Many complain that the words of the wise are always merely parables and of no use in daily life, which is the only life we have. When the sage says: “Go over,” he does not mean that we should cross to some actual place, which we could do anyhow if the labor were worth it; he means some fabulous yonder, something unknown to us, something too that he cannot designate more precisely, and therefore cannot help us here in the very least. All these parables really set out to say merely that the incomprehensible is incomprehensible, and we know that already. But the cares we have to struggle with everyday; that is a different matter.
Concerning this a man once said: Why such reluctance? If you only followed the parables you yourselves would become parables and with that rid of all your daily cares.
Another said: I bet that is also a parable.
The first said: You have won.
The second said: But unfortunately only in parable.
The first said: No, in reality; in parable you have lost.
Franz Kafka, c. 1922
Considering the “fabulous yonder” we’re in, the world we call Big Other, my fellow travelers will readily recognize the voice and vision above. It’s Franz Kafka, sure, a short story or meditation or something finished in 1922, two years before his death. Tuberculosis took him at the young age of 41, when he was still a mid-level insurance exec in Prague, the hometown he termed “the little mother with claws.” Like most of his work, especially the work without narrative, this piece saw print well after his death, thanks in particular to Max Brod, a writer far more widely published and celebrated during Kafka’s lifetime. Brod, a Jew like his friend, had to flee Prague in 1939, yet he took time to gather up Kafka’s remaining unpublished manuscripts; Continue reading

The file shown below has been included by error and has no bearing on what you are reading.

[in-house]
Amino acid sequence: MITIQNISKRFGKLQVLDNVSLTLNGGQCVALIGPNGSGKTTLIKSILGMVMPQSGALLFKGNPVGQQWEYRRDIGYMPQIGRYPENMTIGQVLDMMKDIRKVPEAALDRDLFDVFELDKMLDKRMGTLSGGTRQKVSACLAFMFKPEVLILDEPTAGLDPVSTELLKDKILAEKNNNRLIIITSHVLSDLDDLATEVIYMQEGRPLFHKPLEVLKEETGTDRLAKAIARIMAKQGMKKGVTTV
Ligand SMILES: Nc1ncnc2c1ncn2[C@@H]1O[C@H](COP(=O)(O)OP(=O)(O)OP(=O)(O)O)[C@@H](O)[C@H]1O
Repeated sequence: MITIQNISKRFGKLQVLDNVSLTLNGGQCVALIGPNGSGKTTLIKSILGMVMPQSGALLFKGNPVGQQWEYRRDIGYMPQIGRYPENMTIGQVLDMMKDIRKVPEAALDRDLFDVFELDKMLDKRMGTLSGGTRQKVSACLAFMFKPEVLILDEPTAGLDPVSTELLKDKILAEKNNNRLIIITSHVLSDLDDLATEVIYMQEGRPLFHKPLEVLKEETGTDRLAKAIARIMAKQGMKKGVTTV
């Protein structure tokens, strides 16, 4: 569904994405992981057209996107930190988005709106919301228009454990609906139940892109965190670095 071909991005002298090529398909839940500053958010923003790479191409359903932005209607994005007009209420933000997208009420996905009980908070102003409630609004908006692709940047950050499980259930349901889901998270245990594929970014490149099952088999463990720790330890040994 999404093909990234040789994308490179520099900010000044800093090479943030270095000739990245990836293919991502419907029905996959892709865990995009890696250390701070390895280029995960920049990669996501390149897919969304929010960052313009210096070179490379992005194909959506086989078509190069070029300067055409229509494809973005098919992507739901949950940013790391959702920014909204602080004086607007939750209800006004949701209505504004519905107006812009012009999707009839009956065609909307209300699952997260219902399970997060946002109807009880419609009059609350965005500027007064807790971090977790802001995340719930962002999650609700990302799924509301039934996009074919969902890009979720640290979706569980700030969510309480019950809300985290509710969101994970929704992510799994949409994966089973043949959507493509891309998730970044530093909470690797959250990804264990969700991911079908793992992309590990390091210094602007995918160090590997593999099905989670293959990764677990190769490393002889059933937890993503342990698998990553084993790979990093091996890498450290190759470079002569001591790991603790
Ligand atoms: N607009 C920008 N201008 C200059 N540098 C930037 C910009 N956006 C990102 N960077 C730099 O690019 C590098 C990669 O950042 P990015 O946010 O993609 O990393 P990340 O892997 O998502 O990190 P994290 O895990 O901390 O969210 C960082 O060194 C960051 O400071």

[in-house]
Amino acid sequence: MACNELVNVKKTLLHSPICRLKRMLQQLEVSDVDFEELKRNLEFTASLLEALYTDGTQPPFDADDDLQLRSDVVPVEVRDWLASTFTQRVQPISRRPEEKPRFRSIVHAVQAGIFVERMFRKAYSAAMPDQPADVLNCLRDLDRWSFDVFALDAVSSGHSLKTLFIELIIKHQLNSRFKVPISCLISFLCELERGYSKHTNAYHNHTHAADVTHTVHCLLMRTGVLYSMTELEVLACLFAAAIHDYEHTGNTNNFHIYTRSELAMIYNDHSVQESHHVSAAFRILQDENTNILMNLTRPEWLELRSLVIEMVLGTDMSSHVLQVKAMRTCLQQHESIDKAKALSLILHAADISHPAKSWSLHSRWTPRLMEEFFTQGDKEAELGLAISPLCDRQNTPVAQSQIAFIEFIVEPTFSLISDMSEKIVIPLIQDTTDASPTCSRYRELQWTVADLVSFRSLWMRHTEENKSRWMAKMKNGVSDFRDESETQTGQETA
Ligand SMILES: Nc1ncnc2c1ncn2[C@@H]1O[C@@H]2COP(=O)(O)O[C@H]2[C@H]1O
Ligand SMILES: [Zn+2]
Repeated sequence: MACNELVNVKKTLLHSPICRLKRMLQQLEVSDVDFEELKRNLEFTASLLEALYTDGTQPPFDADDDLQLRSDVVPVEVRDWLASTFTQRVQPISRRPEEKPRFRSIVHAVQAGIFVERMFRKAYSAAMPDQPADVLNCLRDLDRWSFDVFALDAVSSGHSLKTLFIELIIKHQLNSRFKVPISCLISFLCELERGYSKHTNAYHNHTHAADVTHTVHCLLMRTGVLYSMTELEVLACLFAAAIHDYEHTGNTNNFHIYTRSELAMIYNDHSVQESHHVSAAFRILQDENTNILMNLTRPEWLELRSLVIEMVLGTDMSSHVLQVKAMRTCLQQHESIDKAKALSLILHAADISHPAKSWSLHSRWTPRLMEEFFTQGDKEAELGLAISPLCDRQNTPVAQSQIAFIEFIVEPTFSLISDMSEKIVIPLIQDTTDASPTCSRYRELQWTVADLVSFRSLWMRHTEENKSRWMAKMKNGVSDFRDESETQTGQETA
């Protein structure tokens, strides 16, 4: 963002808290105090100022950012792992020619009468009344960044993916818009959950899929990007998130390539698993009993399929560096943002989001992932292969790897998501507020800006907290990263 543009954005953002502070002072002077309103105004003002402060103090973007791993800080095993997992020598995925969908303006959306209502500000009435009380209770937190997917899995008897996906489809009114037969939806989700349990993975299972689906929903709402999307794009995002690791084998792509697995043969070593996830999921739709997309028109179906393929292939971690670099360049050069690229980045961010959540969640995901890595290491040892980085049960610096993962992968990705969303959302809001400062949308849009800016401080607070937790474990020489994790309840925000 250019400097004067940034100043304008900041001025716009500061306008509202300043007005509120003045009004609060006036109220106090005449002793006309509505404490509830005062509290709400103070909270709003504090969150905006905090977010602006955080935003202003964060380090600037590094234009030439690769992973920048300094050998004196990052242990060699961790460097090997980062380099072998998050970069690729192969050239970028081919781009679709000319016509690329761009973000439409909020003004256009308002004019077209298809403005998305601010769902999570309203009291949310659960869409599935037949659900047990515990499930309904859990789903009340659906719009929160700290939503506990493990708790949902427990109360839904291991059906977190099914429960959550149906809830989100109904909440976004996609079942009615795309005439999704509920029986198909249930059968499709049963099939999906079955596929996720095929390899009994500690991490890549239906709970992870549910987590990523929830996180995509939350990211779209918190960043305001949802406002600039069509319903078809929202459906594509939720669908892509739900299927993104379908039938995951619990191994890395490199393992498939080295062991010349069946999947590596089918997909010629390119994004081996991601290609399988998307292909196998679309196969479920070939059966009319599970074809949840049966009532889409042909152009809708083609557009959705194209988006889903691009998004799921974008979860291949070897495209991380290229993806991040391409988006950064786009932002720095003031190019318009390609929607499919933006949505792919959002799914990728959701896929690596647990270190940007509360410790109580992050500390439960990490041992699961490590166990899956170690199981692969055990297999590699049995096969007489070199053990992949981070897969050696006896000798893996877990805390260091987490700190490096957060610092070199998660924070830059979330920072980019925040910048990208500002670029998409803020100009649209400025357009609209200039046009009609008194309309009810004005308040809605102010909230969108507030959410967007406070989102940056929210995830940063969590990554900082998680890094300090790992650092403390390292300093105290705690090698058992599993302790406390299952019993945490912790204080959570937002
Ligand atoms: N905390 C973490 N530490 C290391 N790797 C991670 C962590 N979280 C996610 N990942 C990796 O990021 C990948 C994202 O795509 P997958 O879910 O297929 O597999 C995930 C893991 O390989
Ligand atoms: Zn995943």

Has 3000 pounds of alabaster ever been mistaken for gossamer? Ever, anywhere? In Des Moines, Iowa, in the final month of 2011, it might just happen. The vision was made manifest by Jaume Plensa, and here’s one man’s rough video, which I couldn’t get to stand upright: Continue reading
Stanley Elkin proved remarkably supportive and generous with me, c. 1977 in Boston. He’d come to town as a visiting writer at Boston U., just another of the amazing lineup (Barth, Barthelme [Donald], Cheever [alcoholic, alas], more…) brought in by George Starbuck while he was running the writing program. I was a recent graduate and still spending a lot of time in the department, while freelancing as a teacher and writer in town. I’d read a couple of his novellas, stuff that later wound up in Searches & Seizures and The Living End, and I’d started A Bad Man after seeing Gass recommend it in one of his essays, then had it snitched off my seat by a stranger on the MBTA.
The photo used elsewhere on Big Other is the figure I recall. Elkin and I met at a department function and, drink in hand, he proved a delightful sourpuss, for instance regarding his friend Bill Gass. “Listen,” he groused, “I’ve written better novels than Bill ever will.” This with obvious fondness! And energy, too — this was before Elkin’s MS put him in a walker. I don’t even recall seeing him with a cane. Continue reading